AWAJI ISLAND, Hyogo Pref. — In what turned into three days of criticism of U.S. foreign policy under President George W. Bush, former world leaders wrapped up the 19th plenary session of the Interaction Council on Tuesday.
The council closed with the issuing of a 26-point communique, covering issues including AIDS, information technology, China and reform of the United Nations Security Council.
On Africa, the council announced support for a call by U.N. Secretary General Kofi Annan for a global trust fund to fight AIDS, and noted the epidemic claimed 2 million Africans in 2000.
The council also called for funding to develop telecommunications infrastructure in 50 countries, many in Africa, to allow them to participate in the information age. The final communique did not, however, address the issue of debt relief for the world’s poorest countries, a contentious issue at last year’s G8 Summit in Okinawa.
“The issue did come up, briefly, in discussions. I think you would find, in general, the council supports the idea,” said former Australian Prime Minister Malcolm Fraser, who co-chairs the council along with former Prime Minister Kiichi Miyazawa.
But it was recent actions by the United States, including Bush’s decision to reject the Kyoto Protocol on greenhouse gases, that most upset council members.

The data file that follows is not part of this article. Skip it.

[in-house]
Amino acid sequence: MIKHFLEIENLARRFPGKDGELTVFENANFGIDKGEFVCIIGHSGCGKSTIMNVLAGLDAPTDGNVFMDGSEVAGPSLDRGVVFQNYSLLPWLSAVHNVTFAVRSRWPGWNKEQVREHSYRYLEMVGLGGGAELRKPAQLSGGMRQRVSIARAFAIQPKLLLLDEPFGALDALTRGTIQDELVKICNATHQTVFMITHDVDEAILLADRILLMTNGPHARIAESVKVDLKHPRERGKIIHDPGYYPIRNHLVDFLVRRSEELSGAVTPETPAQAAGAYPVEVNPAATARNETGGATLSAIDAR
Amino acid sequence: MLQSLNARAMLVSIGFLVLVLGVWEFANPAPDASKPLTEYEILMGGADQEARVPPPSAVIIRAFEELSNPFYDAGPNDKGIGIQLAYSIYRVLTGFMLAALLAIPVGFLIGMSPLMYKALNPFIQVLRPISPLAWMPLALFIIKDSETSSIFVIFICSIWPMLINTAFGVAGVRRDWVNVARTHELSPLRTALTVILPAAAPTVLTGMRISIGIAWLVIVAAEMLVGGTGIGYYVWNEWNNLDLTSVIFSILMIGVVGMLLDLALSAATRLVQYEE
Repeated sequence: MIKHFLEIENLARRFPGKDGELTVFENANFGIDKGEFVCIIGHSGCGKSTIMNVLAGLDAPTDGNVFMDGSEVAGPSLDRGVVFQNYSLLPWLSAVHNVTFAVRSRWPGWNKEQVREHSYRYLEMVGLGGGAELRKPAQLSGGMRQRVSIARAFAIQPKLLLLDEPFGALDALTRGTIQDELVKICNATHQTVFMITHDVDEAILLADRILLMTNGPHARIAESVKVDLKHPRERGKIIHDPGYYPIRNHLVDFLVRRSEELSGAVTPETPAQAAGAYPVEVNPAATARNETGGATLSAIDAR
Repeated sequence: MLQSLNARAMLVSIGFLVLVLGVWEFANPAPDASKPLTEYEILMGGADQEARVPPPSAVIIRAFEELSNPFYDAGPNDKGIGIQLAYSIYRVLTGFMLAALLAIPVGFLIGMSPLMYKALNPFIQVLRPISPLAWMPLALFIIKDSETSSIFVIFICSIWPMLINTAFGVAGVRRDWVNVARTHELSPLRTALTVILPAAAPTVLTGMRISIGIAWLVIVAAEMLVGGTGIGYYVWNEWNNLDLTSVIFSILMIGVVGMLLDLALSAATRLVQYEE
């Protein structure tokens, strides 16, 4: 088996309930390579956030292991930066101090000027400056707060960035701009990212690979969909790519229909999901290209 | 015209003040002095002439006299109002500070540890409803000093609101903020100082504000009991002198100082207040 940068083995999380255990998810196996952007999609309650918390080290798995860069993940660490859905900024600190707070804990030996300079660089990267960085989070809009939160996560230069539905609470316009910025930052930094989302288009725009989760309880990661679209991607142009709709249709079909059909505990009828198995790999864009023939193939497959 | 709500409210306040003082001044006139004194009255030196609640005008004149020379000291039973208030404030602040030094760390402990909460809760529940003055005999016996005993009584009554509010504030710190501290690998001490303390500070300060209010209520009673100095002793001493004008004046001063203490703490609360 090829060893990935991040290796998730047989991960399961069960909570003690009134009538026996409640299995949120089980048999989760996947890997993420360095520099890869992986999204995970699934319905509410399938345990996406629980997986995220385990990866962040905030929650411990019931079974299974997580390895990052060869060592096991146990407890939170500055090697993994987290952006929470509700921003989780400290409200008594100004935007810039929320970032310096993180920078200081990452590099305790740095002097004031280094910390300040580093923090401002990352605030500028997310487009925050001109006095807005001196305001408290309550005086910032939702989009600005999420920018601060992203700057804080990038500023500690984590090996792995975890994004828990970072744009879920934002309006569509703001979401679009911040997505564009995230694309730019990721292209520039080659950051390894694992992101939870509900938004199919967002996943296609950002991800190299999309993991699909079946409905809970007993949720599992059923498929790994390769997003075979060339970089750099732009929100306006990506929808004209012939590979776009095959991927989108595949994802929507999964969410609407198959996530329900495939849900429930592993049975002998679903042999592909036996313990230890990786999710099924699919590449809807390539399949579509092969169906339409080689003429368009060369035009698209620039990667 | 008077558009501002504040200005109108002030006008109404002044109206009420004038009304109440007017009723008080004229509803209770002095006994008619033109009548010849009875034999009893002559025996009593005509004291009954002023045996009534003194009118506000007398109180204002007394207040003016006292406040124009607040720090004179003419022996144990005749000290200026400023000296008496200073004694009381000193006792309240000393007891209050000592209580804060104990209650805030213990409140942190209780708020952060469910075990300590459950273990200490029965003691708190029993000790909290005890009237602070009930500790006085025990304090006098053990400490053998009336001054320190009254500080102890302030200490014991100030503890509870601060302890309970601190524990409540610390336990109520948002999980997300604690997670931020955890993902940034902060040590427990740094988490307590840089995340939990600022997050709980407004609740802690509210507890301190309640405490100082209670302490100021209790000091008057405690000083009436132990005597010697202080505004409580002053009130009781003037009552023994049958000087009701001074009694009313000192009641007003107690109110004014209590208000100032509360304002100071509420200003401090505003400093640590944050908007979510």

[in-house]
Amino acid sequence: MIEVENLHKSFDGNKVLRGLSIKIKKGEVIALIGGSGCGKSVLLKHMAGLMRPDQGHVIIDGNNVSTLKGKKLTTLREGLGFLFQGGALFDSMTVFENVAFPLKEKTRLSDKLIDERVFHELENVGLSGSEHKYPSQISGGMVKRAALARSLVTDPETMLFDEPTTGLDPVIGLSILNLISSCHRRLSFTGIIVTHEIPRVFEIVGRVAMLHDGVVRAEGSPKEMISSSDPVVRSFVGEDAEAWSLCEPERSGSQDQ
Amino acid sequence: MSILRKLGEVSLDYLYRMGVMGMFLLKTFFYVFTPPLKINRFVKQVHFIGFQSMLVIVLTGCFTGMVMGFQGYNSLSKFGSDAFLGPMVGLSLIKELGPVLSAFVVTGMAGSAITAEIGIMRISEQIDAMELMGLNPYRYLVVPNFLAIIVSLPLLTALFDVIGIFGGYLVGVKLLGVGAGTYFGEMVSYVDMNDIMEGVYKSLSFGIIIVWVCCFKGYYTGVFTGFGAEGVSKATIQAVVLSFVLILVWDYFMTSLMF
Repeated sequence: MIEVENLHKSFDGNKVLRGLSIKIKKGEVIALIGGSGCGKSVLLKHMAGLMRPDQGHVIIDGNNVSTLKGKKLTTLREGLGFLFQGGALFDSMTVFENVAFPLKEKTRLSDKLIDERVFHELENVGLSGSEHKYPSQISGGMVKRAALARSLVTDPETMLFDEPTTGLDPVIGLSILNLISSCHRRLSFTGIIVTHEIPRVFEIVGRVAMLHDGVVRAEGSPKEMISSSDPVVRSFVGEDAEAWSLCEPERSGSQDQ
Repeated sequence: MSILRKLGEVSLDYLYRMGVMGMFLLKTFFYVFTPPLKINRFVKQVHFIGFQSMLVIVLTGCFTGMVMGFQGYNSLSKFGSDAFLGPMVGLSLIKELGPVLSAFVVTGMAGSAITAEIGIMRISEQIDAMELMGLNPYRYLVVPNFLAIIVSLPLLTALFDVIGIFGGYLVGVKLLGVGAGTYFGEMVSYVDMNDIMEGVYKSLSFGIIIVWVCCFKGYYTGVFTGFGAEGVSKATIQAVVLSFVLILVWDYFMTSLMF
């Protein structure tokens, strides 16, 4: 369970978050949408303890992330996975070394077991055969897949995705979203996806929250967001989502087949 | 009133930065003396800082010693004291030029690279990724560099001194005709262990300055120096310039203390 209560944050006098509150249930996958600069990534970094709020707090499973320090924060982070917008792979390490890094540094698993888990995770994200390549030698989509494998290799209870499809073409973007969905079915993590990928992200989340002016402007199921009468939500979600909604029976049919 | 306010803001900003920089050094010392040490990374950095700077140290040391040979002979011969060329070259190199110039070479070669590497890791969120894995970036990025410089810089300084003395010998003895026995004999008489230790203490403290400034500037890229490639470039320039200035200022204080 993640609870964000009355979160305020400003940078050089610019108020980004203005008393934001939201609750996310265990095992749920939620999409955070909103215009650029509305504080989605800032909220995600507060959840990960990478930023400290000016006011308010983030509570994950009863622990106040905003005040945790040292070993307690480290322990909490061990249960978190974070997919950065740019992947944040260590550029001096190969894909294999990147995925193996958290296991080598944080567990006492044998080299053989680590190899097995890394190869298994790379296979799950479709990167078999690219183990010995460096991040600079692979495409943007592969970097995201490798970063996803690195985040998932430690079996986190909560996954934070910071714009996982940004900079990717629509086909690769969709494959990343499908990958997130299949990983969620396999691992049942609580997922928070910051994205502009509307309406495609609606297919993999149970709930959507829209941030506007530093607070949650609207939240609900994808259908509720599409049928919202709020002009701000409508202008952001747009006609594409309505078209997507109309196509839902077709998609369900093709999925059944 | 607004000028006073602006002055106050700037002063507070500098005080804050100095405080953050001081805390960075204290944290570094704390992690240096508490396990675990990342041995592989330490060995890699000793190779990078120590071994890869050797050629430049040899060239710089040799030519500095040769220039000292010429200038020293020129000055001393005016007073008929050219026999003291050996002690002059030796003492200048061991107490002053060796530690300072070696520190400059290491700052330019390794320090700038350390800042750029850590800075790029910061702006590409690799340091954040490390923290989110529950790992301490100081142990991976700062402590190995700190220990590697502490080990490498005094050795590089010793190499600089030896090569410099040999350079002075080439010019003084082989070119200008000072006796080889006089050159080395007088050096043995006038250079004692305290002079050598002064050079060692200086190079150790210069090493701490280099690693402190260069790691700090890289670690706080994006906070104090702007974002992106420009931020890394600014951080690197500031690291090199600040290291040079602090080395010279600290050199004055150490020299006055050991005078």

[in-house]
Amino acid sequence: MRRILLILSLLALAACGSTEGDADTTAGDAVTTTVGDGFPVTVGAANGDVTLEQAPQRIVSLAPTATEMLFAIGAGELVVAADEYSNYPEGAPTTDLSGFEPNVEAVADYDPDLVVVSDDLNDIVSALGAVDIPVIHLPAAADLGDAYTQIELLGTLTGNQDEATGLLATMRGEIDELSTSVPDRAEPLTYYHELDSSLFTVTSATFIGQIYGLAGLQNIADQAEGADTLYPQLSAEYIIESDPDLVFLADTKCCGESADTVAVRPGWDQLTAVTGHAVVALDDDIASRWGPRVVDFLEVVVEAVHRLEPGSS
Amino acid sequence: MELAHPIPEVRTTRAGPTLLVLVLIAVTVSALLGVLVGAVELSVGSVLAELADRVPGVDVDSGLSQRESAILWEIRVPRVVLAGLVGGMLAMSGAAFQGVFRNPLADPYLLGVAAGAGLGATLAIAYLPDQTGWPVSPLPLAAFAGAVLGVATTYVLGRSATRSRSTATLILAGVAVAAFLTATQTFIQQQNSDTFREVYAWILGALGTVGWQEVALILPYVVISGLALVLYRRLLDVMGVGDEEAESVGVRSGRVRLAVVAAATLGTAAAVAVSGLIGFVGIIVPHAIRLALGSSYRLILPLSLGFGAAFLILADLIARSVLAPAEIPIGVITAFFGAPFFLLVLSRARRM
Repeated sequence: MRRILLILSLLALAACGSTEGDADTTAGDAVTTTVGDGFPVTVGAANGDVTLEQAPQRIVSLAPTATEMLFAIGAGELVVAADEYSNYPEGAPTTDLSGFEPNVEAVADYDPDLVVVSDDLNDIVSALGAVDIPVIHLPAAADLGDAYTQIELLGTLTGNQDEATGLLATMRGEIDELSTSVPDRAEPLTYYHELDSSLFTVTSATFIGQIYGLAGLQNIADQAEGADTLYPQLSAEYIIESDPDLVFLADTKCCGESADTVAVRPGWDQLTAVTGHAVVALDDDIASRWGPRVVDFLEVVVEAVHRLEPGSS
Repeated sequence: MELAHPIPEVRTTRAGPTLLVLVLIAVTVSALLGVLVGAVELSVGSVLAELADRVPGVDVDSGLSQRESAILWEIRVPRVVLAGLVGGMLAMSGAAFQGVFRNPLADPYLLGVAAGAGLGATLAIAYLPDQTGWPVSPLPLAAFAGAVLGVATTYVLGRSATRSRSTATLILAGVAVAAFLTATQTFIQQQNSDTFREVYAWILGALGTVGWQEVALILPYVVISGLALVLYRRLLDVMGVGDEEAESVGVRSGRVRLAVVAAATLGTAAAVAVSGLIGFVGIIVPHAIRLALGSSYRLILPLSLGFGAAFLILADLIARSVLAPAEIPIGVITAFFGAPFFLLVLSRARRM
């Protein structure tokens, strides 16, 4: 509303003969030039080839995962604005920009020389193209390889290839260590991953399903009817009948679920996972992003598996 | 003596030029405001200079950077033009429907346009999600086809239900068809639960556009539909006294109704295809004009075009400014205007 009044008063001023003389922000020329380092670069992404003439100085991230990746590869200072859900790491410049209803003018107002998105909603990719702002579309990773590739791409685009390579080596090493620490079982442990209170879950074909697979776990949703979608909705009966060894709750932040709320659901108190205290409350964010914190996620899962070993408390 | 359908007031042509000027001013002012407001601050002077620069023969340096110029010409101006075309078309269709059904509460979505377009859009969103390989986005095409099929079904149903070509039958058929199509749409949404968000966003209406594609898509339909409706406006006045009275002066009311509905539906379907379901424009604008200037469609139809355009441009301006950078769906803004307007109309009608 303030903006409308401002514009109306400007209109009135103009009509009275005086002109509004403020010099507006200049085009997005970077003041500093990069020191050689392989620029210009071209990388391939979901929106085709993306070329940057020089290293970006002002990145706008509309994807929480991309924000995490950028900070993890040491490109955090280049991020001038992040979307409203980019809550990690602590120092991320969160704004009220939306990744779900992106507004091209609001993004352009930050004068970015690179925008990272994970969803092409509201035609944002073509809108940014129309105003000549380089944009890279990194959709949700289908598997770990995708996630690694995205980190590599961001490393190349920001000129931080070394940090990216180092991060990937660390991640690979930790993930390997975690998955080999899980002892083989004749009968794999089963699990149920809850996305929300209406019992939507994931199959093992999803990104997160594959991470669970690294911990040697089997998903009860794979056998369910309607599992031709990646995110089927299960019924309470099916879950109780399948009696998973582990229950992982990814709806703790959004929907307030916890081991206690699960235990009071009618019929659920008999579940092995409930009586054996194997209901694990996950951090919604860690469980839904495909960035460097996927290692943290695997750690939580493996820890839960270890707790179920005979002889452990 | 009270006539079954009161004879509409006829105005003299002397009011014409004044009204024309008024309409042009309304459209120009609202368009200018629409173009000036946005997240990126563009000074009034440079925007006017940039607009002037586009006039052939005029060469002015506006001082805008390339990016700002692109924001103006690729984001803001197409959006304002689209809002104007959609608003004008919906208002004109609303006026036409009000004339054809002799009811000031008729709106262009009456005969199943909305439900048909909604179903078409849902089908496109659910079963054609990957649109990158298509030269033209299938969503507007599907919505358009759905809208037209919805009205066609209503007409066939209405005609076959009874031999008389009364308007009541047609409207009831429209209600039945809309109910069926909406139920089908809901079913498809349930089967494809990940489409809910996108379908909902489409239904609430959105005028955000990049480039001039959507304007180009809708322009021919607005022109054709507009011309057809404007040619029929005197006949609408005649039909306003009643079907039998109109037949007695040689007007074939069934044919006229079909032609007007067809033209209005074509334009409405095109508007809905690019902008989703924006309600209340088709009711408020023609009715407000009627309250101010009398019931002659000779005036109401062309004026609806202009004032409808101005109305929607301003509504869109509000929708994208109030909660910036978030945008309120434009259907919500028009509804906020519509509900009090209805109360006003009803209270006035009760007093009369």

“If we are to overcome global problems, every country has to sacrifice something. I hope the U.S. is having second thoughts about the rejection of the Kyoto Protocol,” Fraser said.
Behind the criticism was the fear that the world’s lone superpower will bully other nations and act unilaterally, especially in its planned theater missile defense system.
“The intention of the United States to construct a missile defense system is contentious and opinion is divided. We hope that present consultative efforts by the United States will lead to international agreement on this issue,” the communique said.
Finally, the council stressed its support for the U.N. Security Council as the sole source of authority for the use of force.
While not all council members support giving Japan a permanent seat on the security council, they agreed that its structure does not reflect the balance of power between nations, and that it should be modernized.
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